7. Pose similar problems but increase the difficulty by following the sequence below. Watch to see how students cope with the change in re-unitising demands of the problems. Record each problem as a change unknown equation, e.g. 78 - □ = 45, to see if students link the value of the digits to the solution.
• Change 78 into 45
• Change 43 into 81
• Change 62 into 26

Part Two

1. Ask the students to play the change game in pairs. Each pair will need a calculator and possibly a set of groupable objects from Lesson One if they need more support.
Players take turns to enter a starting number, say 34, and pass over the calculator with a change instruction, say “Change 34 into 88 with one operation.” Restrict the numbers to two places though moving to 3 digits is a significant extension for more competent students. A player gets a point for every correct change they give. The asker gets a point if the suggested change is incorrect. Look for the following:
• Do the students use the place value of the digits in deciding what change to try?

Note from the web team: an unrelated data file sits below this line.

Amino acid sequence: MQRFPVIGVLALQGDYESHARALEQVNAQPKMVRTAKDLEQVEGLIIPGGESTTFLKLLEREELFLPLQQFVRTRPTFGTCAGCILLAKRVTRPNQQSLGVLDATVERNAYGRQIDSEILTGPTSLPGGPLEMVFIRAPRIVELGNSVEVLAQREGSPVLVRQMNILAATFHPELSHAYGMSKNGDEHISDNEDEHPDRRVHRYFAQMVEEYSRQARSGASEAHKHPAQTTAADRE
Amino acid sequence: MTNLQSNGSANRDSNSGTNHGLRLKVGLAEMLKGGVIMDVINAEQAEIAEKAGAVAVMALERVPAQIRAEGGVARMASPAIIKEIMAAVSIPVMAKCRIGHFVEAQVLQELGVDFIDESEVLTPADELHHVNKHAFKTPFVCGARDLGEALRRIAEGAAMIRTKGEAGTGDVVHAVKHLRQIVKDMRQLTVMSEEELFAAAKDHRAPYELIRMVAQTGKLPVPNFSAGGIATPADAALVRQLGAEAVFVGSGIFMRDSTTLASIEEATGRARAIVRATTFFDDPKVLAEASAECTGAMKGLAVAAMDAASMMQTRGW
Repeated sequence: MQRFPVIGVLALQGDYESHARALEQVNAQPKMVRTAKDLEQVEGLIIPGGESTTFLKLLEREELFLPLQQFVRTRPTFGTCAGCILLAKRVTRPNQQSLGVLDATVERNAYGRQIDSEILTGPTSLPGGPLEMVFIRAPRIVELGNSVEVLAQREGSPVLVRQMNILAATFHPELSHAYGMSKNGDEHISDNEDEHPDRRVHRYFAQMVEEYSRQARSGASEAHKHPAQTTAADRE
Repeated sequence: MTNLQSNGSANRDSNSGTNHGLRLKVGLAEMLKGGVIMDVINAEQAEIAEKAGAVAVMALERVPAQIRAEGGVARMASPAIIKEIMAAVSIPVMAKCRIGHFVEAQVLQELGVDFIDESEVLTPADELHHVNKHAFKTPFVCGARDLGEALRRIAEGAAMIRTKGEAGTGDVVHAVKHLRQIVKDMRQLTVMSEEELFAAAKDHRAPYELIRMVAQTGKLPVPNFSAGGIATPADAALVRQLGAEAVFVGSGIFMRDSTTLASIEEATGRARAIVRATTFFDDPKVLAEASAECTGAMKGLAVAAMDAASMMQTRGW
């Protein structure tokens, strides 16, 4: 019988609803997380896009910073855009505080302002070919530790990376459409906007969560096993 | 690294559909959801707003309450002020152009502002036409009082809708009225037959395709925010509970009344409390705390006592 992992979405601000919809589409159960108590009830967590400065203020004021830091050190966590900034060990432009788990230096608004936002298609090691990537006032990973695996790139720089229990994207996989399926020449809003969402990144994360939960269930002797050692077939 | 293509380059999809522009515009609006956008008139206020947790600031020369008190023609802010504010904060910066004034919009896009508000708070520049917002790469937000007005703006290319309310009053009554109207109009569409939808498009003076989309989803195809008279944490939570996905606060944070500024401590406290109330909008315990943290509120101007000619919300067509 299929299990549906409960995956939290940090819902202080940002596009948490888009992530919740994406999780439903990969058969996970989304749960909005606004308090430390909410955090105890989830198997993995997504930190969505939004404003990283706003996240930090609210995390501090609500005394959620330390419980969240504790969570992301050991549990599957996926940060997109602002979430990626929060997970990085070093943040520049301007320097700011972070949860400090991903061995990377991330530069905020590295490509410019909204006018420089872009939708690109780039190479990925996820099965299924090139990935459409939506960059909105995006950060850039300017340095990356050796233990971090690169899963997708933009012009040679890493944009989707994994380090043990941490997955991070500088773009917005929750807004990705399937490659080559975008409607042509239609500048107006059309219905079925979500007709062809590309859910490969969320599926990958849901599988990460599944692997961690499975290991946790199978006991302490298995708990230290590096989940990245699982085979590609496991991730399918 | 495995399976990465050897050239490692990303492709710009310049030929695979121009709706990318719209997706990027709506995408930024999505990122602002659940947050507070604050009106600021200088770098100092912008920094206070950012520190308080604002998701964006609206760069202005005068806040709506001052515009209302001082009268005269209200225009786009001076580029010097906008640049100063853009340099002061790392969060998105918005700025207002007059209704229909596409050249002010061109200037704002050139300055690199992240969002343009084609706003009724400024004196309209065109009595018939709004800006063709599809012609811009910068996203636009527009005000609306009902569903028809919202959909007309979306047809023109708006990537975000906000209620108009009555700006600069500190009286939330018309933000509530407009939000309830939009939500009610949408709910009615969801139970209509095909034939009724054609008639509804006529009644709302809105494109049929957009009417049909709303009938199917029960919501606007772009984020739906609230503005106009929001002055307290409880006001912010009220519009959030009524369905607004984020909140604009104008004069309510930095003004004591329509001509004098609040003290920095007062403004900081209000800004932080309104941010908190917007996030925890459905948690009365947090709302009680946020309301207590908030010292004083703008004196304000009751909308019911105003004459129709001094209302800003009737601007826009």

• Do they recognise what digits need to change?
• Do the notice when a ten needs to be created or partitioned? e.g. 58 + □ = 92 or 73 - □ = 29
2. After a suitable period of playing bring the students together on the mat.
What did you do to make the problems harder for your partner?
3. Look for students to explain that the hardest challenges required both digits to change and that problems were hard if renaming was involved, particularly subtraction.
4. For assessment of students’ understanding of place value ask them to solve the problems on Copymaster Five. That will give you valuable data about their control over re-unitising tens and ones.

## That's not fair!

Purpose

In this unit we play probability games and learn about sample space and a sense of fairness.

Achievement Objectives